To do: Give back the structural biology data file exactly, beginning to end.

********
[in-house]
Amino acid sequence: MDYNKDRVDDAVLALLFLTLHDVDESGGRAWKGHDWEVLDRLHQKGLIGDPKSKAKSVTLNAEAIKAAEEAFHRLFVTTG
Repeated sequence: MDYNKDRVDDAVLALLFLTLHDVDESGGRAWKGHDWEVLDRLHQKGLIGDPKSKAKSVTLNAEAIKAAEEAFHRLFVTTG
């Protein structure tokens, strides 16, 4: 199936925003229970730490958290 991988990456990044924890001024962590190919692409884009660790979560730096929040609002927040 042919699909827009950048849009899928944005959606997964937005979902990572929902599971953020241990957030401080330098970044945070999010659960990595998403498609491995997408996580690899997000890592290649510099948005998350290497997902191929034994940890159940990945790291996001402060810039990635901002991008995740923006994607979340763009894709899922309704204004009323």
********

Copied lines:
[in-house]
Amino acid sequence: MDYNKDRVDDAVLALLFLTLHDVDESGGRAWKGHDWEVLDRLHQKGLIGDPKSKAKSVTLNAEAIKAAEEAFHRLFVTTG
Repeated sequence: MDYNKDRVDDAVLALLFLTLHDVDESGGRAWKGHDWEVLDRLHQKGLIGDPKSKAKSVTLNAEAIKAAEEAFHRLFVTTG
């Protein structure tokens, strides 16, 4: 199936925003229970730490958290 991988990456990044924890001024962590190919692409884009660790979560730096929040609002927040 042919699909827009950048849009899928944005959606997964937005979902990572929902599971953020241990957030401080330098970044945070999010659960990595998403498609491995997408996580690899997000890592290649510099948005998350290497997902191929034994940890159940990945790291996001402060810039990635901002991008995740923006994607979340763009894709899922309704204004009323």